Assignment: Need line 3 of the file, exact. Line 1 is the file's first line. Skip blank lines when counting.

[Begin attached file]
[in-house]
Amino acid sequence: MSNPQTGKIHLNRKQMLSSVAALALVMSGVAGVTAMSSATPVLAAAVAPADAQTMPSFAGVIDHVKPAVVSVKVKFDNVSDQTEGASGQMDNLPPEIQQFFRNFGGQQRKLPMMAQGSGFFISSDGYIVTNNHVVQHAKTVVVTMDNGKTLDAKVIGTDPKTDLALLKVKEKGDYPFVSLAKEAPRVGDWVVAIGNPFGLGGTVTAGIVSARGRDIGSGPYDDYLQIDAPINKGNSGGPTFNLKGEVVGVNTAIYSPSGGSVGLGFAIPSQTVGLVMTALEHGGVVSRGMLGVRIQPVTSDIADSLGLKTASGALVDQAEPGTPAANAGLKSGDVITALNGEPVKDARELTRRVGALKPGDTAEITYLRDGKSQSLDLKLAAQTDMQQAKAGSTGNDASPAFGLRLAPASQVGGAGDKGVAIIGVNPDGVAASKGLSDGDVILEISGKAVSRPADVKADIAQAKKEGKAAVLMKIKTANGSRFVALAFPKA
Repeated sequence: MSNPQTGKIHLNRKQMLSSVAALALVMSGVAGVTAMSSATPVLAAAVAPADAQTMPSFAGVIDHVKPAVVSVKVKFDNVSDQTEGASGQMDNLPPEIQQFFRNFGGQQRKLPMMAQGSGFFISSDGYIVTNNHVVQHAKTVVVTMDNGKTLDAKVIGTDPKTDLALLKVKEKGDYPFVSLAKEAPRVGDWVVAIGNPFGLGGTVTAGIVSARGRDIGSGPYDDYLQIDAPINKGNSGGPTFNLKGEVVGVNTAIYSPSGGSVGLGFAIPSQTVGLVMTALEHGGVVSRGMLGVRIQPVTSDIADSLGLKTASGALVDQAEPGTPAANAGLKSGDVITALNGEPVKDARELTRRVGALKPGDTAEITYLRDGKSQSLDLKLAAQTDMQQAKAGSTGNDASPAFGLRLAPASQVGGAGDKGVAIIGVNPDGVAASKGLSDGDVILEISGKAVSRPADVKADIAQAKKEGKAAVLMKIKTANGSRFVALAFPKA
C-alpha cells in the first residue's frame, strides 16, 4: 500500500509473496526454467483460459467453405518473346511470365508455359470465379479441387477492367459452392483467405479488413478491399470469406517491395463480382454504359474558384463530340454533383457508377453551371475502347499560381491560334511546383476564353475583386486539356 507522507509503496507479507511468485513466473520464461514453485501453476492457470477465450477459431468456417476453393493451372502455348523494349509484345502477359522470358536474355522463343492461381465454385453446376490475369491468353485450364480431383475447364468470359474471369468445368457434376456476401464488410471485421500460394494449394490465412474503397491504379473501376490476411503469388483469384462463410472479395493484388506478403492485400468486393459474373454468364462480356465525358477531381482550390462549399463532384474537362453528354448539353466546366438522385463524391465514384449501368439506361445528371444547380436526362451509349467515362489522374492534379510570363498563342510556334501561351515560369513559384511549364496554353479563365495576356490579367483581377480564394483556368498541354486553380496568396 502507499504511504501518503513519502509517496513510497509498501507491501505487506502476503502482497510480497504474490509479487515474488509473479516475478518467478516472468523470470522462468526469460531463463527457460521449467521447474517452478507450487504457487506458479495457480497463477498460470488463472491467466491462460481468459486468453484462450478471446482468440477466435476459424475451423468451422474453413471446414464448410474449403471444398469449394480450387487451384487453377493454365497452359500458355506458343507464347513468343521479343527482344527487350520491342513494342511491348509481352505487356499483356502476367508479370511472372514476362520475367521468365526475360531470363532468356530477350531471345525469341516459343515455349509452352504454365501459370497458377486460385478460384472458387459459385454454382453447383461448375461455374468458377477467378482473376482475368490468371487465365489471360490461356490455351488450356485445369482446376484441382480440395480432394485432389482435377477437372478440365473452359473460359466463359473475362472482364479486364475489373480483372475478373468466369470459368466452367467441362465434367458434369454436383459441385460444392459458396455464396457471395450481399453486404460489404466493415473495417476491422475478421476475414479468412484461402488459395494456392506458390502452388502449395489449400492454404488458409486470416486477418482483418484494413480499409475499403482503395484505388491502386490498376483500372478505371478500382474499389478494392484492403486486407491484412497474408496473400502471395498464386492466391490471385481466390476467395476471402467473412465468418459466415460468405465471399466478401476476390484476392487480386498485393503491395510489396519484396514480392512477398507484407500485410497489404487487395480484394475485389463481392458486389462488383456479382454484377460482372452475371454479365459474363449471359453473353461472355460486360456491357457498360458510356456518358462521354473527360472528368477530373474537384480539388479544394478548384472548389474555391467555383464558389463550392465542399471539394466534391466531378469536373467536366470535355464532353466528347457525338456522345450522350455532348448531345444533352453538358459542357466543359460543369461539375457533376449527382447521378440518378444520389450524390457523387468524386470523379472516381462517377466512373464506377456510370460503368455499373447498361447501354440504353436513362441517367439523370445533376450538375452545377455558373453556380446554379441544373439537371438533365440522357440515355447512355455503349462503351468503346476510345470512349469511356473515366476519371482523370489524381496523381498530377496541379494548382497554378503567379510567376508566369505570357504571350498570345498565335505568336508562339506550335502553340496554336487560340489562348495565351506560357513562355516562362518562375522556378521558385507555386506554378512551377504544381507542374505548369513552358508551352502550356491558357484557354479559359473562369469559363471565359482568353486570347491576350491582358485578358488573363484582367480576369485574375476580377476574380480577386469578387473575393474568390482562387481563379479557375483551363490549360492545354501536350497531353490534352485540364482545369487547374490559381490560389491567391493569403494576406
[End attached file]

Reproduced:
Repeated sequence: MSNPQTGKIHLNRKQMLSSVAALALVMSGVAGVTAMSSATPVLAAAVAPADAQTMPSFAGVIDHVKPAVVSVKVKFDNVSDQTEGASGQMDNLPPEIQQFFRNFGGQQRKLPMMAQGSGFFISSDGYIVTNNHVVQHAKTVVVTMDNGKTLDAKVIGTDPKTDLALLKVKEKGDYPFVSLAKEAPRVGDWVVAIGNPFGLGGTVTAGIVSARGRDIGSGPYDDYLQIDAPINKGNSGGPTFNLKGEVVGVNTAIYSPSGGSVGLGFAIPSQTVGLVMTALEHGGVVSRGMLGVRIQPVTSDIADSLGLKTASGALVDQAEPGTPAANAGLKSGDVITALNGEPVKDARELTRRVGALKPGDTAEITYLRDGKSQSLDLKLAAQTDMQQAKAGSTGNDASPAFGLRLAPASQVGGAGDKGVAIIGVNPDGVAASKGLSDGDVILEISGKAVSRPADVKADIAQAKKEGKAAVLMKIKTANGSRFVALAFPKA